Brown started Canadaland—which focuses primarily on media criticisms and media reporting—in 2013. He “couldn’t get anyone to pay” him to do Canadaland as a TV show or newspaper column, and says making the podcast a success would have been difficult without social media. “It’s a really integral tool for the profession (of journalism).”
Part of Brown’s success with Canadaland comes from being hardnosed online. “You can kind of embarrass people and you can challenge them in public,” says Brown, who calls people out online who ignore his requests for interviews. “You can demand transparency in a way that I think gives more power to the press. The danger there is that you can abuse that as well, if you are not being fair to people.”
Think before you tweet
Some journalists use the power to re-tweet to their advantage. Rosemary Barton, host of CBC’s television news program Power and Politics, is no stranger to social media—or its foibles. Barton has more than 100,000 Twitter followers and describes herself online as “Freckled. Loves all the politics. Heavy on the coffee and the high heels.”
When she encounters a “particularly vile” comment on Twitter, Barton re-tweets it to expose that person. Often she adds her own remark, like: “Wow, you must not be very fun at a dinner party.”
Her followers will do the “clean-up”—tweeting in Barton’s defense—and the harasser will typically stop. While social media makes her vulnerable, it also provides a platform for fans to support her—in 140 characters or less.
“Be smart,” says Kathy English, public editor at the Toronto Star. “Just as you wouldn’t go marching in a pro-life rally, or an anti-abortion rally, or a rally against Trump … if you’re a reporter, you’re not going to put that kind of information out on social media.”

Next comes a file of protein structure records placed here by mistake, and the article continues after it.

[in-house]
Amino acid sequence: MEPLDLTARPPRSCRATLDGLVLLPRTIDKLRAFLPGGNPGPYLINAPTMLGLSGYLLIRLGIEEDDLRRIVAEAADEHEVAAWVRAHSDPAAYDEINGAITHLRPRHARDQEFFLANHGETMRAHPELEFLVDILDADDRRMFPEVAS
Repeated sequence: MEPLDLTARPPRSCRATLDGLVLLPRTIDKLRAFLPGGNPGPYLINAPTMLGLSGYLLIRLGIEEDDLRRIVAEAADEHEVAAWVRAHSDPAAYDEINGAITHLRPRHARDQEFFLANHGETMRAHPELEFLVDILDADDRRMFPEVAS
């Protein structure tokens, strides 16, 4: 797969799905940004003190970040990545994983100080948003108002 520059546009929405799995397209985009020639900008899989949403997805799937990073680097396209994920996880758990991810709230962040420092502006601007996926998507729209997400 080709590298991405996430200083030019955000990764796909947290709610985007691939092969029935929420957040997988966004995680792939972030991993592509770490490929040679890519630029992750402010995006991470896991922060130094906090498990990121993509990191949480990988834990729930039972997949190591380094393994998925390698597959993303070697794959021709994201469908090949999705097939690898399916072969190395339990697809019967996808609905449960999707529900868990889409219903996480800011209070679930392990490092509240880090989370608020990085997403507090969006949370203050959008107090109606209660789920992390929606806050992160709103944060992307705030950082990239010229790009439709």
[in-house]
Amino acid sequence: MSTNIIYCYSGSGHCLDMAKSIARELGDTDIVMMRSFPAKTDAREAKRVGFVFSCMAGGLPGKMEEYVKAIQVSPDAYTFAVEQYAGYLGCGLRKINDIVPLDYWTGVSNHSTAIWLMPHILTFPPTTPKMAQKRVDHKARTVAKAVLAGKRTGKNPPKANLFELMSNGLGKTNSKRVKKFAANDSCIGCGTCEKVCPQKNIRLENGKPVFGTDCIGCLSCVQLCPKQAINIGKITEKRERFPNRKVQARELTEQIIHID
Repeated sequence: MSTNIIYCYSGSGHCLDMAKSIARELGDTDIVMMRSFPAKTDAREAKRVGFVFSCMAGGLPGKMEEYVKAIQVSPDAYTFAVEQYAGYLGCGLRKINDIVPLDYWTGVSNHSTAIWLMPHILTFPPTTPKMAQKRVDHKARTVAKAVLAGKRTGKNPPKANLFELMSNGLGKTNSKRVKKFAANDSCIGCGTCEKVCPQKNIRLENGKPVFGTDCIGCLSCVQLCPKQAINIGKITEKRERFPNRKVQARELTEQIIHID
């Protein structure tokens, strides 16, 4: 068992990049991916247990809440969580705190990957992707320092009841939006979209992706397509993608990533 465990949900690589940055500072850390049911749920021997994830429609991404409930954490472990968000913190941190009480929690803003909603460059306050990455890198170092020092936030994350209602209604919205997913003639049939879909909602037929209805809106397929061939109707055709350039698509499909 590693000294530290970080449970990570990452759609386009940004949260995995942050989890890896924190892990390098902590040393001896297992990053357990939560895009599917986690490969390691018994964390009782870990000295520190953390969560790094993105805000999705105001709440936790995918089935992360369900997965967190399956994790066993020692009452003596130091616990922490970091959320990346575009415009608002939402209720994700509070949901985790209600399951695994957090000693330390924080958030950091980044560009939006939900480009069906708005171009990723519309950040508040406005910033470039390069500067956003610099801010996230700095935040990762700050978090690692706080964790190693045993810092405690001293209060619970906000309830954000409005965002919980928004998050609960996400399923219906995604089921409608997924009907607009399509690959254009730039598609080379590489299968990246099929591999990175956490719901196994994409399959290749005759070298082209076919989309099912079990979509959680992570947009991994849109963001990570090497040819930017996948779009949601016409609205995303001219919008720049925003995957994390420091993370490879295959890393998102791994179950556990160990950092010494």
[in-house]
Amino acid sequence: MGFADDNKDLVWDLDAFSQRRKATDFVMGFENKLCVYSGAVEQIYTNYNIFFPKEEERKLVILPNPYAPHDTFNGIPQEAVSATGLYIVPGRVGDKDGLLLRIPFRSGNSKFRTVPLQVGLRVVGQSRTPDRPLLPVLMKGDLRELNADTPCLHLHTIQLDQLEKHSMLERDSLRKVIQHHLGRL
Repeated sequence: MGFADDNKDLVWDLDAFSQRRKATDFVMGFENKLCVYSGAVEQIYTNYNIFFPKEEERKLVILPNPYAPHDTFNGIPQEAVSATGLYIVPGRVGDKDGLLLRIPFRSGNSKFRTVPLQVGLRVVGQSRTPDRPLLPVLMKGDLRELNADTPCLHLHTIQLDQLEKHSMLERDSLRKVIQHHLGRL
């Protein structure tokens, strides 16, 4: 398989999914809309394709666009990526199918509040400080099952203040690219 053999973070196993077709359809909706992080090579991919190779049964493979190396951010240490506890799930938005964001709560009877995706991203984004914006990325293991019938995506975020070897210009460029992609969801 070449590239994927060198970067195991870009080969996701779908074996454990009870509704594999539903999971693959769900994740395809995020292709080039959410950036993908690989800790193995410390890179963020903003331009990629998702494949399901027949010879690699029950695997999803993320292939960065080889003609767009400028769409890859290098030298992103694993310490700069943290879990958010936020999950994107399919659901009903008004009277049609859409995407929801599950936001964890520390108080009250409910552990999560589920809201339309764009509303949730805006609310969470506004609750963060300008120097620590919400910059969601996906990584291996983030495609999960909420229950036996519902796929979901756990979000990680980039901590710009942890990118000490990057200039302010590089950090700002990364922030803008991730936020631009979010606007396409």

Twitter followers aren’t the only ones perusing your online profile. Bosses, other journalists, and people you interview have equal access to your information.
If she won’t say it in a public interview, English won’t post it online. Her advice for journalists on social media: know what you post is “part of your public image” and “use common sense.”
Online comments from readers are inevitable, and should not be ignored. “That’s when they turn into a big cesspool,” says Gina Chen, assistant journalism professor at the University of Texas at Austin.
Engaging with an online audience is a fine-tuned art—something many journalists aren’t equipped to deal with. And online comments directed at journalists can be enraging—especially if malicious or provocative.
“It’s a very time-consuming part of their job,” says Chen. “They don’t learn how to do that in journalism school, so they’re learning it on the fly.”
Chen is teaching a new class—Online Incivility and Public Debate—in the spring of 2017. It aims to teach students how to prevent and tame vulgarity online, and how to apply these skills to a journalistic career.
Her best advice when attacked online: “Moderate the comment, delete it, or have maybe somebody who is not that particular journalist jump in and say something kind of calming.”
Jake Batsell is an associate journalism professor at Southern Methodist University in Dallas. He requires his students to be on Twitter.
Batsell assigns a weekly “power-tweet” to help journalism students “get in the habit of tweeting in a way that shows you are savvy about using social media.”
In 2015, Batsell published Engaged Journalism; Connecting with Digitally Empowered News Audiences. Researching his book, Batsell interviewed more than 100 journalists from 30 newsrooms in the United States and Europe. A key finding: journalists are shedding “traditional reporting habits.”
The mentality of, “‘I am the expert, I am the authority, I determine what news is’,” Batsell says, is evaporating. In its place shines a new breed of journalist: an active participant in today’s media ecosystem.
Still, no matter what your privacy settings are, social media is public. For Stephanie Domet, this became starkly clear.
“I was so … naïve,” she says, lingering over the last word. “I didn’t think very hard about the repercussions of (the blog post) before I pressed Publish.”
Despite realizing her mistake, Domet stands by her decision to share it. On that crisp October day she “wasn’t thinking of herself as a journalist.”
She was “just being a human.”
I am a journalism student in my final year at the University of King's College in Halifax, Nova Scotia. Friends describe me as "woodsy" and in my free time I enjoy surfing, rock climbing, hiking and camping. I am particularly interested in how social media affects journalism and hope to bring this to light through much of my work. This April, I will be interning at Rapid Media--a paddling magazine--in Ontario.
This story was originally published on University of King's College The Signal, and is republished here with the author's permission.